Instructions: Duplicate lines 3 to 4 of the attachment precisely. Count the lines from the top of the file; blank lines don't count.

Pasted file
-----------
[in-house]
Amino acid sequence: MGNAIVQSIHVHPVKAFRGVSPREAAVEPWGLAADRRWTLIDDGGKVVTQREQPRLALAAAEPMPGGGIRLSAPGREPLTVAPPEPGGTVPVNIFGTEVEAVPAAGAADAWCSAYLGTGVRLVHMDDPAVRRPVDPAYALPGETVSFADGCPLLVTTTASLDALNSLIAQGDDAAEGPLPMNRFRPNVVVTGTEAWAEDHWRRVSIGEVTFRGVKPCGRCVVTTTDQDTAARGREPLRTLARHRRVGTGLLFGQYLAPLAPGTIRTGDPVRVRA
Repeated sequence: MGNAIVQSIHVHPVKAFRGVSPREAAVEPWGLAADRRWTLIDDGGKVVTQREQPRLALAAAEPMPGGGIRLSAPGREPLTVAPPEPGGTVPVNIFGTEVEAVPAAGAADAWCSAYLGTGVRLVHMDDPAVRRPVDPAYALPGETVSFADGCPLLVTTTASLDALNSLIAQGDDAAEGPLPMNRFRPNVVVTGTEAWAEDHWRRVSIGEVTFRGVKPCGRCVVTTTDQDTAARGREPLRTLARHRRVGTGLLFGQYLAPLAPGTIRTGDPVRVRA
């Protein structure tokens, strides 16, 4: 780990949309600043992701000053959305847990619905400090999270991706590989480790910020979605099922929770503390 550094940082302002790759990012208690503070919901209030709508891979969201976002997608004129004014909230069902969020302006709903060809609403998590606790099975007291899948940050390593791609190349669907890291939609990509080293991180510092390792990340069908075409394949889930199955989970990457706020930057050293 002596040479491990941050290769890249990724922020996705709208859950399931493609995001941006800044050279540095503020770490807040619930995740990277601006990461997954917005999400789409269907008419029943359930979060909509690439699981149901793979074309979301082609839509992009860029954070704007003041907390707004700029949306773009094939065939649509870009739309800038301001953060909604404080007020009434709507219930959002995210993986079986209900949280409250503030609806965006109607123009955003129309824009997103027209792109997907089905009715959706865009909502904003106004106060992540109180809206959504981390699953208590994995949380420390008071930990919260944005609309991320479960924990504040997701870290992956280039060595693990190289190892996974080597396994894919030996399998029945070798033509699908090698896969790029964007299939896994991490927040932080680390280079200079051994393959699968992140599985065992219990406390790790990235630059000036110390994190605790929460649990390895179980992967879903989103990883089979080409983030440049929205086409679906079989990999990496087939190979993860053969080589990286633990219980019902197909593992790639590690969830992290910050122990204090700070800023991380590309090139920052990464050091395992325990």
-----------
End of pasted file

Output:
Repeated sequence: MGNAIVQSIHVHPVKAFRGVSPREAAVEPWGLAADRRWTLIDDGGKVVTQREQPRLALAAAEPMPGGGIRLSAPGREPLTVAPPEPGGTVPVNIFGTEVEAVPAAGAADAWCSAYLGTGVRLVHMDDPAVRRPVDPAYALPGETVSFADGCPLLVTTTASLDALNSLIAQGDDAAEGPLPMNRFRPNVVVTGTEAWAEDHWRRVSIGEVTFRGVKPCGRCVVTTTDQDTAARGREPLRTLARHRRVGTGLLFGQYLAPLAPGTIRTGDPVRVRA
């Protein structure tokens, strides 16, 4: 780990949309600043992701000053959305847990619905400090999270991706590989480790910020979605099922929770503390 550094940082302002790759990012208690503070919901209030709508891979969201976002997608004129004014909230069902969020302006709903060809609403998590606790099975007291899948940050390593791609190349669907890291939609990509080293991180510092390792990340069908075409394949889930199955989970990457706020930057050293 002596040479491990941050290769890249990724922020996705709208859950399931493609995001941006800044050279540095503020770490807040619930995740990277601006990461997954917005999400789409269907008419029943359930979060909509690439699981149901793979074309979301082609839509992009860029954070704007003041907390707004700029949306773009094939065939649509870009739309800038301001953060909604404080007020009434709507219930959002995210993986079986209900949280409250503030609806965006109607123009955003129309824009997103027209792109997907089905009715959706865009909502904003106004106060992540109180809206959504981390699953208590994995949380420390008071930990919260944005609309991320479960924990504040997701870290992956280039060595693990190289190892996974080597396994894919030996399998029945070798033509699908090698896969790029964007299939896994991490927040932080680390280079200079051994393959699968992140599985065992219990406390790790990235630059000036110390994190605790929460649990390895179980992967879903989103990883089979080409983030440049929205086409679906079989990999990496087939190979993860053969080589990286633990219980019902197909593992790639590690969830992290910050122990204090700070800023991380590309090139920052990464050091395992325990």